NLX hails buy-side presence as it celebrates first year

Encouraging the buy-side to trade is the biggest hurdle that Nasdaq OMX NLX has faced over the first year of its life, according to CEO Charlotte Crosswell.

Encouraging the buy-side to trade is the biggest hurdle that Nasdaq OMX NLX has faced over the first year of its life, according to CEO Charlotte Crosswell.

The London-based derivatives exchange, which launched on 31 May 2013, said it has reached a key volume-based milestone for attracting buy-side traders in its first year and is planning new product launches in the near future.

“Drawing in the buy-side has been by far the biggest challenge of the past year. Having the right liquidity is vital for them and it has been hard work to build up that credibility and volume,” Crosswell told

Building up volumes of trading in three-month Euribor contracts has been a major focus for NLX and its latest 30-day average for the product now represents just short of 15% of total market share and is now seeing significant interest from institutional investors.

Crosswell added: “Getting market share to where you want is always a challenge. You need to be at about 5% before people begin to take an interest in you and 10% in order to start attracting the buy-side interest.”

In particular, the exchange needed three months of data showing consistent volume before institutions became interested in trading.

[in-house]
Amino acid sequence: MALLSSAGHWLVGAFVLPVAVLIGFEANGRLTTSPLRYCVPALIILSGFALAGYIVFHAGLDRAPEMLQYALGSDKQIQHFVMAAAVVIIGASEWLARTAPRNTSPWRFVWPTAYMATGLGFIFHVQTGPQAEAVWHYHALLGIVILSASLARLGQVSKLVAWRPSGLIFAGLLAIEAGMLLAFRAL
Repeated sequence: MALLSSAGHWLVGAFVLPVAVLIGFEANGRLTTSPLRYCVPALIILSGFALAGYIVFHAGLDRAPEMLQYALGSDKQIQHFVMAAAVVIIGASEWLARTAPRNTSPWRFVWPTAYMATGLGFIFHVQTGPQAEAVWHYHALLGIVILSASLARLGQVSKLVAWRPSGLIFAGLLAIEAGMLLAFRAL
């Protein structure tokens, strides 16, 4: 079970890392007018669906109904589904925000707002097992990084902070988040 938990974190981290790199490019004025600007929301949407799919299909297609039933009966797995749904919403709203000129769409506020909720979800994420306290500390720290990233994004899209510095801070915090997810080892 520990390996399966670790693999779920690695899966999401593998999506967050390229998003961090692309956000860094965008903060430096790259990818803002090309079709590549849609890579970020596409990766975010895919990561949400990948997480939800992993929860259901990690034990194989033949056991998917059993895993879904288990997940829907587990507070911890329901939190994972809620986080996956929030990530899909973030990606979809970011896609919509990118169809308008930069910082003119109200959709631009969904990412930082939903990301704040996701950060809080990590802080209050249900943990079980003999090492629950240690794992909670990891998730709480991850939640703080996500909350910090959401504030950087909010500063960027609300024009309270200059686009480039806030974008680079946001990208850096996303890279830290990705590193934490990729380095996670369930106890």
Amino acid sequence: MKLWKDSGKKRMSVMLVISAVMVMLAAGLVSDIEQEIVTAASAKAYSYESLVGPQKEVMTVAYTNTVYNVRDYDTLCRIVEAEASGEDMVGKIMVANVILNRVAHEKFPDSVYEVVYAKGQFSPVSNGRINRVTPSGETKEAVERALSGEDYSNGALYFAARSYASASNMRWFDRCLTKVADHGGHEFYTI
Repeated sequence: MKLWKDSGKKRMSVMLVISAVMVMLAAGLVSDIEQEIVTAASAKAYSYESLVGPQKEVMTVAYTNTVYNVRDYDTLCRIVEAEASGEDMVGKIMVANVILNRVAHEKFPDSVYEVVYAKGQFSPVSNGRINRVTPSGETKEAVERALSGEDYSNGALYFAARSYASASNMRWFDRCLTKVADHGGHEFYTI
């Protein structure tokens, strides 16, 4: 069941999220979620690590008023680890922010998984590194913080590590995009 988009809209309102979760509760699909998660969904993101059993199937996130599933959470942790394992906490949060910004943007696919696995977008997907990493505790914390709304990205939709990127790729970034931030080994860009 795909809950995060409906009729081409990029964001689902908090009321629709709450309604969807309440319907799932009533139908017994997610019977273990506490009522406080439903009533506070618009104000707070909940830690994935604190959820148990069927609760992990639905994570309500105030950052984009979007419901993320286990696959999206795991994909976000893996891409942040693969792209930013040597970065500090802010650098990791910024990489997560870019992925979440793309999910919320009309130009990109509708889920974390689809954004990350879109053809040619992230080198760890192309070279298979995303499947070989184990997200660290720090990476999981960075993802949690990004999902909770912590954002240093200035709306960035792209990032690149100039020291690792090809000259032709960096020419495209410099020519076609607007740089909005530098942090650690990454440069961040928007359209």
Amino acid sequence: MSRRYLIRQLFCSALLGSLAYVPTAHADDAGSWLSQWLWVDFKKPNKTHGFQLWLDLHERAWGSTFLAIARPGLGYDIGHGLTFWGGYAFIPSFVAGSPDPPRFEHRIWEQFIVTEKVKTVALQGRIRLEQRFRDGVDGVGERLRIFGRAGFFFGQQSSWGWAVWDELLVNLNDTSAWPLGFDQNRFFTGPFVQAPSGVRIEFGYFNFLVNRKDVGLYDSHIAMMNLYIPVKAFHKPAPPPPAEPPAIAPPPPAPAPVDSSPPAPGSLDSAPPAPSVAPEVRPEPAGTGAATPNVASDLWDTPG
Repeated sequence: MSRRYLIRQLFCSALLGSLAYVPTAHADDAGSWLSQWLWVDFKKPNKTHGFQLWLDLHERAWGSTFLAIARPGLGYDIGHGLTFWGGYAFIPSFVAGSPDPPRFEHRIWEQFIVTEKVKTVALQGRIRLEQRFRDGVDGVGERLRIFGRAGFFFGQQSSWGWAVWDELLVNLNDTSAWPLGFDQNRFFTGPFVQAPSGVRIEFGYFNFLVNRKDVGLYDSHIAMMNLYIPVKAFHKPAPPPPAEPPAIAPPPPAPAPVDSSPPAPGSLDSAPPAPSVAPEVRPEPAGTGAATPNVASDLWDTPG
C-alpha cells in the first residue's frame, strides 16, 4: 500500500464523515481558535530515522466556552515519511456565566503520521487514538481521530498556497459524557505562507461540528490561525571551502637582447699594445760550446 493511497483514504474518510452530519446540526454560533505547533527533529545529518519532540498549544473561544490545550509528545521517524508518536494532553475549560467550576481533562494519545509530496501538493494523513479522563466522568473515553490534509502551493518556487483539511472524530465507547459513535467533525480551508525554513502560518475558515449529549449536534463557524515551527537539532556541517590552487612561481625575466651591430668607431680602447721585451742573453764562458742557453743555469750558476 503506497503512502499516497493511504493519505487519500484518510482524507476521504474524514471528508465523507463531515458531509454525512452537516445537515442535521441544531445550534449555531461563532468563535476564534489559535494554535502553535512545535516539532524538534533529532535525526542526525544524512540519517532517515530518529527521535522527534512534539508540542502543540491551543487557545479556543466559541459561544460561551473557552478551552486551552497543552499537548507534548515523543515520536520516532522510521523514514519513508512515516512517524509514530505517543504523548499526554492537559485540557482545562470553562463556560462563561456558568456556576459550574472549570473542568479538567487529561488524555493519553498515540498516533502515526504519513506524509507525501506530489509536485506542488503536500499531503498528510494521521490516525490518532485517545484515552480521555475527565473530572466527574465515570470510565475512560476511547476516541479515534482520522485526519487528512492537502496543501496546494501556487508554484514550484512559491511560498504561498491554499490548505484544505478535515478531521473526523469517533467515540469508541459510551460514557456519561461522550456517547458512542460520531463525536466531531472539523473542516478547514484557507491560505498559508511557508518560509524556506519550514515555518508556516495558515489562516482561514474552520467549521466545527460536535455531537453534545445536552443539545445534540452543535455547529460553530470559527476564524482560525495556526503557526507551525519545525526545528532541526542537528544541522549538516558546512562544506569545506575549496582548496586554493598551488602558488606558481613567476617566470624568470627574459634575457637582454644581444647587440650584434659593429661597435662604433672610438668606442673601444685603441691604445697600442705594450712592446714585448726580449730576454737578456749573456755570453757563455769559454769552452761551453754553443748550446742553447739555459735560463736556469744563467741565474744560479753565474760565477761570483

Last year, NLX said it would initially focus on short-term interest rate products, though growth in its three-month sterling and two-year Schatz contracts has been lower, with market share of both sitting at between 3-4%. According to NLX, volumes are growing steadily.

Crosswell said NLX is now gearing up for new product launches in its second year of operation, though it will continue to be fairly focused, with just a select few products that clients demand.

Options on its futures contracts are set to launch in the summer due to client requests, as the exchange now has sufficient liquidity to make options attractive.

OTC products are also being looked at and swap futures are among the products NLX is currently evaluating, though any launch would be highly dependent on client feedback.

Crosswell also said that, in the coming weeks, “We are retendering for market makers to further improve the quality of our order book and increase depth of the market, which clients look for.”

It is hoped this retendering for market makers at a time of greater macro-economic stability in Europe will also help boost trading in Schatz and sterling products to reach the important 10% point. With the Bank of England expected to raise interest rates in the near future, sterling products could be the next to see significant market share on NLX as more investors look to trade sterling contracts.

NLX is directly competing with established exchanges Liffe, which was bought by US-based Intercontinental Exchange last year, and Duetsche Börse-owned Eurex. It is the first new derivatives exchange to challenge the two dominant players, hoping to capitalise on reform of the derivatives market as part of the European market infrastructure regulation.

In particular, its clearing arrangement with interoperable central counterparty LCH.Clearnet has been touted as a major advantage over the closed clearing arrangements offered by Eurex and Liffe.

CME also launched a European exchange earlier this month, offering a range of currency and commodity derivatives, and Global Markets Exchange, founded by former Chi-X Europe COO Hirander Misra, is also seeking regulatory approval to launch an exchange to trade an swap future product it has developed.